The Halifax Common was laid out under the authority of Lieutenant Governor John Belcher.
- 1762, June 8
Charles Morris registers the plan outlining the Halifax Common on land described as “rocky, swampy and unsuitable for cultivation.”
- 1763, July 30
King George III grants the 235 acres of common land “for the use of the inhabitants of the Town of Halifax forever.”
- Unnamed roads are built to delineate the western and northern boundaries of the Halifax Common.
Mrs. Andrew Paul, (age 84 in 1915) of Tufts Cove, Dartmouth recounts how her grandfather Toney trapped beaver with wooden dead-falls at Black-Duck Pond (Egg Pond). Her father Joe Toney (died at 102), was the last man to kill a Moose near the Pond.
Spring Garden Road is extended to meet the western boundary of the Halifax Common. Lots are leased to private citizens and the loss of Common lands begins.
Officials grant the12 acre Garrison Grounds, on the western side of the Citadel to the military for slope protection.
The city gives Camp Hill Hospital property to the military in exchange for Fort Massey Cemetery lands.
The city grants 5.5 acres, rent-free to the Royal Horticultural Society. These lands form the south half of today’s Public Gardens.
The City deeds Fort Massey land to the Roman Catholic Church (Queen & Church Streets). Holy Cross Cemetery is established.
Camp Hill Cemetery is established (Summer, Jubilee, Robie & a line one block north of Spring Garden Road) to replace the Old Burying Ground (1749).
A General Hospital is built on the South Common, the beginning of the habit of institutional land grants.
City of Halifax and the War Department make an agreement to fence off the North Common for military purposes including mounted and marching drills.
The Poor Asylum is built.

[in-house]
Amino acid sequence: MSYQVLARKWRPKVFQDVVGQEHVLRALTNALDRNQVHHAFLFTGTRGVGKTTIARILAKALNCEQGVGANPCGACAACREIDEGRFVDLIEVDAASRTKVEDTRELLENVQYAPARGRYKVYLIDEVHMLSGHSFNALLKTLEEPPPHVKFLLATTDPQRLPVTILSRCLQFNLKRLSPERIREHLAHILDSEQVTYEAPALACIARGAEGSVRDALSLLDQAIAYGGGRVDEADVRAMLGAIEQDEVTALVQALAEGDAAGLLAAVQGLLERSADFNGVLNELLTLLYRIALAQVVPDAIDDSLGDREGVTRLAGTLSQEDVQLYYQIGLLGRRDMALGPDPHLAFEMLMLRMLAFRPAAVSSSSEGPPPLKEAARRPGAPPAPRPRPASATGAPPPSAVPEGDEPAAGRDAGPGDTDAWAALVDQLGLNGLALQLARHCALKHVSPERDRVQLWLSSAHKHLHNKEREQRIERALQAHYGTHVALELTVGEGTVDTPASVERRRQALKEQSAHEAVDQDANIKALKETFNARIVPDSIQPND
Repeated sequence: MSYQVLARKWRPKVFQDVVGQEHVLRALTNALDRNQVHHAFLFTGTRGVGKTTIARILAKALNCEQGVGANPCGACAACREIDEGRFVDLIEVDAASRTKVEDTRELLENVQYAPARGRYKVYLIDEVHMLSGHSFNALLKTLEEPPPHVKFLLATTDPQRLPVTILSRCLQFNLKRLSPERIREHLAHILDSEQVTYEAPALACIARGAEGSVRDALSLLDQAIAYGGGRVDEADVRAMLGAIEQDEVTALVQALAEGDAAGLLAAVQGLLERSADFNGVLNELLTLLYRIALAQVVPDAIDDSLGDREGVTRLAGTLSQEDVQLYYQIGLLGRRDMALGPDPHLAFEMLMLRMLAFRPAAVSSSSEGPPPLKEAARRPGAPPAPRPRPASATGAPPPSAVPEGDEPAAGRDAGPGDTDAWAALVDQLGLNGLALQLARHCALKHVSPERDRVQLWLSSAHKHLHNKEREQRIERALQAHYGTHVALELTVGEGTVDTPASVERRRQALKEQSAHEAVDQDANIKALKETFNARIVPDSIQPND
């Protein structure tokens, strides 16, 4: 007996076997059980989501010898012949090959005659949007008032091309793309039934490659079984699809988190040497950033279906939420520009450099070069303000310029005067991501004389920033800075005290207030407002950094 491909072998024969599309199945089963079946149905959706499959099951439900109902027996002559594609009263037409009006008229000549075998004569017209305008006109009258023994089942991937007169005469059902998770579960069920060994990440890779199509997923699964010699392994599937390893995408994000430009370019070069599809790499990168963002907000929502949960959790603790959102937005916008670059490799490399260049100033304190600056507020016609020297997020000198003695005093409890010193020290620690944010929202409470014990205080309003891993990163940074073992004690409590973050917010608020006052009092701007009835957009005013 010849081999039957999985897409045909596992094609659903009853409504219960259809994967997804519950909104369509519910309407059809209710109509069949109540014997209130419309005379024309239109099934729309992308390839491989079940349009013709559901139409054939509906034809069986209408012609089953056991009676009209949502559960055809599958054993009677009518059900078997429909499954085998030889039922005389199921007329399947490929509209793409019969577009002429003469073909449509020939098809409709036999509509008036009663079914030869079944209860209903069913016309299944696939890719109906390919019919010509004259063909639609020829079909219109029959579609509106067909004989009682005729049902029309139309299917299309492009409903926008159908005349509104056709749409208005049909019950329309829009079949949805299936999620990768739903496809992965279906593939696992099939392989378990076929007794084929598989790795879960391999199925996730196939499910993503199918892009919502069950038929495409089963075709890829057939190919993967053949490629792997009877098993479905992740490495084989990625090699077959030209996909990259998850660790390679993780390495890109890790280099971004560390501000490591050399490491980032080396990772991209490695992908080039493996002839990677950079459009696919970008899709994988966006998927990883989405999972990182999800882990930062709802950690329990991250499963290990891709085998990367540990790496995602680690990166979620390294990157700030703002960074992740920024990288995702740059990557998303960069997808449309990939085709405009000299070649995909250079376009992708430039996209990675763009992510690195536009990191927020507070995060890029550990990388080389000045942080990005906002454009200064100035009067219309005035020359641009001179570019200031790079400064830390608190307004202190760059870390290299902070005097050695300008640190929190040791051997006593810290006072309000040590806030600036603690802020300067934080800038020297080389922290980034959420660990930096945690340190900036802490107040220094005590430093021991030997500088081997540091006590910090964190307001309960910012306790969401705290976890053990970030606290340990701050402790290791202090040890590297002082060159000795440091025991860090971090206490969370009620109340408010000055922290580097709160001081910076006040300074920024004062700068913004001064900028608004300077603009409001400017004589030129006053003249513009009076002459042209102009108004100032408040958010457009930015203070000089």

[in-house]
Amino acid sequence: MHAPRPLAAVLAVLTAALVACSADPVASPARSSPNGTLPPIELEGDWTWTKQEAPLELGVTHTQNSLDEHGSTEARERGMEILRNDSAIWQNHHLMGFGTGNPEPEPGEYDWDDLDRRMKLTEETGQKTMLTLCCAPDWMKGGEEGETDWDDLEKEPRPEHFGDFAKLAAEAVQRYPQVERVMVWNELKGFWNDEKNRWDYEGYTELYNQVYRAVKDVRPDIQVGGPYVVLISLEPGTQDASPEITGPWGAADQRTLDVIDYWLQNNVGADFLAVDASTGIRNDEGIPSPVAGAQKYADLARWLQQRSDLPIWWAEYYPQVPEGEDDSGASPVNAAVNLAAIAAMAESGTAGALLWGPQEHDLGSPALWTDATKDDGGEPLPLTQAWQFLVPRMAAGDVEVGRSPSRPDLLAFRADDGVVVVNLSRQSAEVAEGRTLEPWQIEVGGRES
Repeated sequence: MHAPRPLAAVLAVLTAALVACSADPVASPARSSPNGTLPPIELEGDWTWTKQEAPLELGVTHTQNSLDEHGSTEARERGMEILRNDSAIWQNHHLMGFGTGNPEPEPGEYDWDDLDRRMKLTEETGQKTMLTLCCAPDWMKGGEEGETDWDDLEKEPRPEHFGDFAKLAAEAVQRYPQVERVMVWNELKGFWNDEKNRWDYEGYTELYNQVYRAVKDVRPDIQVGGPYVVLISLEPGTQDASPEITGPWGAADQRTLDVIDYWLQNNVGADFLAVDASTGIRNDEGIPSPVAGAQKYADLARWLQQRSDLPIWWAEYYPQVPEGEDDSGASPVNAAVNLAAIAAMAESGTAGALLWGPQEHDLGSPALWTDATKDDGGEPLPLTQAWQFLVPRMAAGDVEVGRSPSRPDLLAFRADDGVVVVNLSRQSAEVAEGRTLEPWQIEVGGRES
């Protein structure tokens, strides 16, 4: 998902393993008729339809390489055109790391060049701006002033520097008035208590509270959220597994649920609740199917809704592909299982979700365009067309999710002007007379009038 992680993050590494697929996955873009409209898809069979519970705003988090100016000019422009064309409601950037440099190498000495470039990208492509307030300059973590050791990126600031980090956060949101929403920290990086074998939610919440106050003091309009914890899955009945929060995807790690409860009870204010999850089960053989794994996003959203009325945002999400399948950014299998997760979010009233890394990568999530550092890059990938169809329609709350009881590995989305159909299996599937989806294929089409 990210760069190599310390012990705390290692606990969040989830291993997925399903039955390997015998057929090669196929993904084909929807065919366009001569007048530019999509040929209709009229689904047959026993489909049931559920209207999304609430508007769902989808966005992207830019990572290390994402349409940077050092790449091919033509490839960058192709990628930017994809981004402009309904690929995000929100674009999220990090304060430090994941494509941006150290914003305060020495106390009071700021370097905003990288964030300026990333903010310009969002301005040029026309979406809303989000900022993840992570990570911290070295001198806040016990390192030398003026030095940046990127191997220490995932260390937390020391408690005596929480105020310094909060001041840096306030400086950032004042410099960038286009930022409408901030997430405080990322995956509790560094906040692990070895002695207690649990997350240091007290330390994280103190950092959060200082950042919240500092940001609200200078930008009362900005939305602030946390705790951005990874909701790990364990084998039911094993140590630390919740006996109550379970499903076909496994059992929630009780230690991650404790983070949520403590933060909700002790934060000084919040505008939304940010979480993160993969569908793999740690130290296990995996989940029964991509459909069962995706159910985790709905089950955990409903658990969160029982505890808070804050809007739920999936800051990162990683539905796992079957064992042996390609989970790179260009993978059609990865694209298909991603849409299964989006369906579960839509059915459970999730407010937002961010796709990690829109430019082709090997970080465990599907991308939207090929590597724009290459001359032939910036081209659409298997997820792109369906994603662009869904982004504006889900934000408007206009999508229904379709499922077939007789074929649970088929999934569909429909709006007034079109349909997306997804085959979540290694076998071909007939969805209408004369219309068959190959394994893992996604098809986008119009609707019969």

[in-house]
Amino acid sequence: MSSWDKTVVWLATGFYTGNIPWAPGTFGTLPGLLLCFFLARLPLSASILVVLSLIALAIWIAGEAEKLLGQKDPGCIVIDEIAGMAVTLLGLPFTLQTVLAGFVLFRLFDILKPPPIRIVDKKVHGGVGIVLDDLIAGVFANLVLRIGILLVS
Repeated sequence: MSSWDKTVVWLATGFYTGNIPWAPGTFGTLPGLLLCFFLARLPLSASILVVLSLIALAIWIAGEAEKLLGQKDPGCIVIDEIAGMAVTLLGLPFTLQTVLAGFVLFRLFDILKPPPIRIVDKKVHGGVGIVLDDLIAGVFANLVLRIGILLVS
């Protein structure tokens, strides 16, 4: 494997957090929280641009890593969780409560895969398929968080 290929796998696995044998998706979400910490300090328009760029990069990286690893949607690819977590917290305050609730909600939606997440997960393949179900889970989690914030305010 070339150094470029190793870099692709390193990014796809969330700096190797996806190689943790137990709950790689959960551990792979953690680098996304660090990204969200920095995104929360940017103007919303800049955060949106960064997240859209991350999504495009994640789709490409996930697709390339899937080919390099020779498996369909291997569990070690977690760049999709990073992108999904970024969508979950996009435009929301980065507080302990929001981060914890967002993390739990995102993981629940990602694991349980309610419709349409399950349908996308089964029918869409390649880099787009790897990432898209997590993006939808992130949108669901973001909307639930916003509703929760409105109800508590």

- Wanderer’s Amateur Athletic Club (W.A.A.C.) leases what becomes the Wanderer’s Grounds.
The School for the Blind is Built (South Park at South Streets).
Halifax City Council authorizes the selling of lots on Spring Garden Road to encourage suitable private development without public cost.
The Public Gardens is established by the city and includes the lands granted previously to the Royal Horticultural Society (1837).
Freshwater Brook piped and covered for sewage.
- An Exhibition Building is built (Tower Road).
Dalhousie College (Forrest Hall) is built (University Avenue at Robie Street).
(map detail) http://upload.wikimedia.org/wikipedia/commons/5/5e/Map_of_Halifax_c._1890.JPG
Hart House is built (Summer St)
All Saints Cathedral is built on the Exhibition Building site (Tower Road at College Street)-under time and under budget creating a legacy of maintenance problems.
A fire station is built on University Avenue at Robie Street.
Camp Hill hospital is built (Robie & Jubilee)
The Grace Maternity Hospital is built (Summer Street & University Avenue).
Queen Elizabeth High School is built.
The North Common is used by the Halifax Harness horse Racing Club.
The Vocational School is built on the east side of Bell Road.
The Victoria General hospital is built (South and South Park Streets).
The city sells land to CBC (TV) on Bell Road despite public opposition.
The Centennial Project (proposed by the Recreation & Playgrounds Commission) removed the horse race track, constructed ball diamonds, landscaping, paths and Centennial Fountain.
Sir Charles Tupper medical building is built on Dalhousie’s Forrest Campus (University Ave.)
The Central Common is developed for the Canada Games with lighted softball diamond, tennis courts and the Pavilion.
The Nova Scotia Museum is built (Summer & Bell)
The Abby Lane Hospital is built (Jubilee).
Halifax School for the Blind (South and South Park) is demolished. A public hearing proposes a “Park within a Park” design by Peter Kynstra Landscape Architects Ltd as part of the VG Hospital main entrance redevelopment. In exchange for a landscaped park with 200 trees and 200 parking places, walking paths and lawns the VG receives permission to close Tower Road between South and University.
Dalhousie sells the Hart House to United Equities. Over 18,000 citizens sign a petition but fail to stop United Equities from demolishing the building and a row of Victorian houses on Summer Street to build the Summer Garden highrise apartment.
The Halifax City Charter is changed to permit Grand Prix auto racing on the perimeter of the North and Central Common (included a paving a strip on the Common between Cogswell Street and Bell Road) and charging of admission despite public opposition.
The New Grace Maternity Hospital is built (University to South). The old site is loaned to Dalhousie for 5 years for use as a parking lot in exchange for demolishing the hospital. It is expected to be returned to the Halifax Common.
Halifax City adopts Halifax Common Plan, developed after extensive public consultation. Basic tenets are to retain public open land, recapture public land and not lose public land. It is ignored.